SciComm Takes Center Stage

I’ve been busy the past few months with the kick-off of a new academic year. One of the biggest shifts for me has been the extent to which science communication has risen to the top of my to-do lists. We’ve reached the midpoint of my semester and a relaxing few days for Fall Break, so I thought I’d give a quick update here and share some success stories.

But first, a little context.

This blog (now in its third year) has been a recent experiment of mine about communicating science. But my long-standing interest in sharing science with public audiences started years ago, and it was the topic of one of my first blog posts (“Informal Science”). Over the past couple of years, I’ve had other opportunities to expand my involvement in my own community (“Sharing Science…”), learn new techniques in science communication (“February Science Connections”), and even bring science engagement opportunities to my undergraduate students (“Fostering Community…”).

Over the past few months, I’ve taken advantage of additional opportunities to expand my training in science communication. Through online resources from the Alan Alda Center for Communicating Science and NPR SciCommers, I participated in webinars that addressed different aspects of communication, or broader issues in sharing and connecting science with different groups of people. Over the summer, I joined anatomy scientists for a series of “SciComm boot camp” workshops organized by colleagues at a nearby university. (Thank you to Krista Hoffman-Longtin and Jason Organ for including me!) The activities were led by communications professionals, improvisational theatre instructors, public policy liaisons, journalists, visual design experts, and more. I left feeling better prepared, full of food for thought—and better equipped to bring a few new ideas into my classrooms of college students.

Fast forward to fall: I’ve launched a second version of a community engagement course with undergraduates. They’re now also learning about science communication strategies and what it means to connect science with the arts, history, and other areas through their own engagement with local community members. (See this link for a nice article about my students’ work at a local science festival.) I’m also continuing my own professional development and meeting new people in my community through conversations about books, science and religion, and more.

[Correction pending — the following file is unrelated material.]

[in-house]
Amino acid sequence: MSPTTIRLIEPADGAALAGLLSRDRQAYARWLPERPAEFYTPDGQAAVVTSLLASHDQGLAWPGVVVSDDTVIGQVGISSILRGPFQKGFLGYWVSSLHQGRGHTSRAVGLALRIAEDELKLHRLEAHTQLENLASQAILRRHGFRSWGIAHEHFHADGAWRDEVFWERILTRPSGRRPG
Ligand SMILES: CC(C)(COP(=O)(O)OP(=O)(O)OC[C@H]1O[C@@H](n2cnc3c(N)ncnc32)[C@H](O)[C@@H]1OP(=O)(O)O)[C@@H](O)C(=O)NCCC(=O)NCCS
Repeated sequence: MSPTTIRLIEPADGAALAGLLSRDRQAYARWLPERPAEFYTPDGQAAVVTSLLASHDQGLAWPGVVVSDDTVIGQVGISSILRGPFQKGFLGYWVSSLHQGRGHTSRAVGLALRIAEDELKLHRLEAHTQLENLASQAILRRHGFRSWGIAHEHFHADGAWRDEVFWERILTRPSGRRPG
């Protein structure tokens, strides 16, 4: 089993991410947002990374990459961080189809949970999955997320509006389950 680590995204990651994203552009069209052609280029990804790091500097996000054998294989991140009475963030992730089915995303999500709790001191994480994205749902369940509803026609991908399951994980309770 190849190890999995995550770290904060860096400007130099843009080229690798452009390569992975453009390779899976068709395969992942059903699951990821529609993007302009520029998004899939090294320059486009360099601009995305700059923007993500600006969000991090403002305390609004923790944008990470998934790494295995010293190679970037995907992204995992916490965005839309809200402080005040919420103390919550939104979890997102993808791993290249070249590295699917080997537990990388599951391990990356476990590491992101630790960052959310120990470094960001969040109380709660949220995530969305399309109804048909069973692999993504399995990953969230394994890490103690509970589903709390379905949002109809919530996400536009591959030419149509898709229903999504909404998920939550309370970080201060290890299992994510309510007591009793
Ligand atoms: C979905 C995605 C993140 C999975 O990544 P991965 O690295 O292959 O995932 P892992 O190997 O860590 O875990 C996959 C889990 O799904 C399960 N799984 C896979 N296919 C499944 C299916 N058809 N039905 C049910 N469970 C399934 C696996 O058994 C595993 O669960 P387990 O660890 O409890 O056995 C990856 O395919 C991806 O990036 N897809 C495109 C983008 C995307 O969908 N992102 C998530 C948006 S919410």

Children having hands-on fun with slime and slug biology, courtesy of my creative students at a community science festival.

I even wrote a longer piece about science communication and undergraduate education, which was published this week through the PLOS (Public Library of Science) SciComm blog site:

The title of today’s blog post alludes to the contributions of the theatre arts in helping scientists and others create more dynamic interpersonal interactions (improvisation plays a large role in communication training, for example). Last night, I attended a local theatre production. It’s always interesting to watch a show and to consider the many elements that make for a successful experience, from the actors, to the lighting and sound design and everything in between.

I feel lucky to spend my days surrounded by interesting people doing interesting things—both in person and online. From the arts and humanities, to science, to rebuilding infrastructure in our community (nearby transportation and building improvements have not gone unnoticed!), it takes people of different backgrounds and skills working together and sharing ideas to make a strong community.

Thank you for reading my blog, participating in science communication, and being part of my broader community today!

(Image credit: Free image, Pixabay)

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